Chances are the car you currently own gets somewhere in the range of 20 to 30 mpg. If you’re on the high end, you might even feel pretty good about that miles per gallon. There’s a problem though – cars back in the 1920s were capable of getting the same miles per gallon. So, what’s the deal? With all the technological innovation in the world, how has the realm of fuel efficiency somehow fallen to the wayside?
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In 1923, the average fuel efficiency of cars on the road was 14 mpg. In 1973, the average fuel economy was 11.9 mpg, thanks to the era of land yachts and V-8s. In the 1980s, average mpg was able to jump up into the 20s, but since then, it’s basically stayed there.
Image Source: Concerning Reality
The Model T, which was first produced in 1908, was capable of achieving 30 mpg.
This peculiar problem can be traced to just how technological improvement has affected the automotive industry over the course of the last century.
Most engines have gone from two valves and pushrods to double overhead cams with four valves. Transmission technology has improved drastically with 6, 7, and 8 speeds becoming standard. Computers have allowed for fuel injection to become standard. Tire technology has decreased roll resistance and modern design tools have decreased drag coefficients on car designs.
All of these improvements should be improving fuel economy, right? Well, yes. But there’s something working against them.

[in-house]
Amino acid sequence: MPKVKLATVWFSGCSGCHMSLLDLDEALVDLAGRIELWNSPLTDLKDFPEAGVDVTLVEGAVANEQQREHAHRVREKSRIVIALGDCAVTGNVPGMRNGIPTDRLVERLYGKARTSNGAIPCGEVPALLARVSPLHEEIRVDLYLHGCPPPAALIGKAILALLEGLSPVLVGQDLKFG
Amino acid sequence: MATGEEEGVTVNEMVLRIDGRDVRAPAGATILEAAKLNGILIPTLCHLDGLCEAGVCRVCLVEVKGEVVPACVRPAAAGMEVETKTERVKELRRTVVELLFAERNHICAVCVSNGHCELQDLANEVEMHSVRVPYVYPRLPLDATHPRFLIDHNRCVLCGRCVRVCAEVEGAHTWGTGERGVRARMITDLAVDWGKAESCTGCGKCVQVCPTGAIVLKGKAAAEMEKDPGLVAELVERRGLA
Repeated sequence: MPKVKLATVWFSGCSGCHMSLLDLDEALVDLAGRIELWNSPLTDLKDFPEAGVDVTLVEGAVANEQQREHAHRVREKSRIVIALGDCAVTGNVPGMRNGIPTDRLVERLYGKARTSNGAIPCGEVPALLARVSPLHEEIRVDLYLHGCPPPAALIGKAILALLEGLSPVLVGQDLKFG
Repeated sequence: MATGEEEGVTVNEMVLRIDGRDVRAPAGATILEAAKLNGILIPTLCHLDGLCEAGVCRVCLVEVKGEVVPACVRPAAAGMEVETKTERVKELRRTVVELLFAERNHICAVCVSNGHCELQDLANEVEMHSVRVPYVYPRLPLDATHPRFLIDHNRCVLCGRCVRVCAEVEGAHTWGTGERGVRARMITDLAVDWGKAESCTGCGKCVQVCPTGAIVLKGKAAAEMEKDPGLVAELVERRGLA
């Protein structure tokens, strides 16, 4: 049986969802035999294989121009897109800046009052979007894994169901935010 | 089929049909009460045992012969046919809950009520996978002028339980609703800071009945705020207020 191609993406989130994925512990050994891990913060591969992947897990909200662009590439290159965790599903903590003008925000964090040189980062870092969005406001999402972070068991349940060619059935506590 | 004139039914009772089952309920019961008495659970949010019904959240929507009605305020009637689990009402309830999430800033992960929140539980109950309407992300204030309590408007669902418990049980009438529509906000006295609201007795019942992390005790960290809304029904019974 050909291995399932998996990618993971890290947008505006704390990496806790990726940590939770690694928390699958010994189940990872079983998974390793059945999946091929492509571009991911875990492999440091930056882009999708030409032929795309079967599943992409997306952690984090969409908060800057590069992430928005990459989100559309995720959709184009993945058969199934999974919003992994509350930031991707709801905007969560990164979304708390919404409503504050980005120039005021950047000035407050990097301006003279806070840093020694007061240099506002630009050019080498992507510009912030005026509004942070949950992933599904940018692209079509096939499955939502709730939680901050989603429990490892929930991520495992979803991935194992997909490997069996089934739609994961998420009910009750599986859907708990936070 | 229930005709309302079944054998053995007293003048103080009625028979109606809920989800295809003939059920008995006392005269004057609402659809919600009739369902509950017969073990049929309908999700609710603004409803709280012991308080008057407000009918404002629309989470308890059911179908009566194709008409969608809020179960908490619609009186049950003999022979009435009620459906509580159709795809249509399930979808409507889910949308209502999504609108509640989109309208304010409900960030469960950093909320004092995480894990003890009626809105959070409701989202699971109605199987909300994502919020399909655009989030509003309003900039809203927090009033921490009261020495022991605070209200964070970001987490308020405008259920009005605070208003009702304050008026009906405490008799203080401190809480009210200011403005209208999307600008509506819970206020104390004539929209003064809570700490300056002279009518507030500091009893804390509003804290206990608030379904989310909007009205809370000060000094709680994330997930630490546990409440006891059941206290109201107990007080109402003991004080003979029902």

Cars are getting heavier and heavier. In 1982, cars weighed on average 3054. By 2006, cars added 500 pounds to 1982’s number and averages are only going up.
The reasoning is twofold: technology and safety is HEAVY, and our buying habits.
All the added technology and safety equipment in modern cars is making them heavier and heavier year by year, meaning that even if engines were to get more efficient, their respective car’s weight would hold them back.
Buying habits are changing too. In 1982, cars made up 80% of the market. By mid-2000s, cars slipped to 48% and trucks and SUVs took the lead for the majority. This trend only continues as we see big brands like Ford eliminating most of their car models in favor of more profitable SUVs and trucks.
The weight gain in this class of vehicles is even worse too. Trucks currently weigh an average of 4712 lb., a 900 lb. increase from 1982.
Cars today are simply bigger and heavier, meaning that overall fuel efficiency is being held back by these other factors. Consumers across the world are shifting to heavier vehicles with faster respective performance.
But, what if modern cars were as light as the cars of the past? Then would they be more efficient?
Image Source: Concerning Reality
The EPA suggests that fuel economy directly varies based on vehicle weight, so yes. If the average car in 2006 dropped its weight down to 1980s numbers, its fuel economy would jump from 24.6 mpg to 28.7 mpg, a 16% improvement.
Conversely, if you kept the same weight and just dialed back the better engine performance, you’d see the same efficiency improvements. If modern cars could shed their increased weight and consumer-desired power, average fuel economy would jump from 24.6 mpg to 33.5 mpg. A staggering improvement.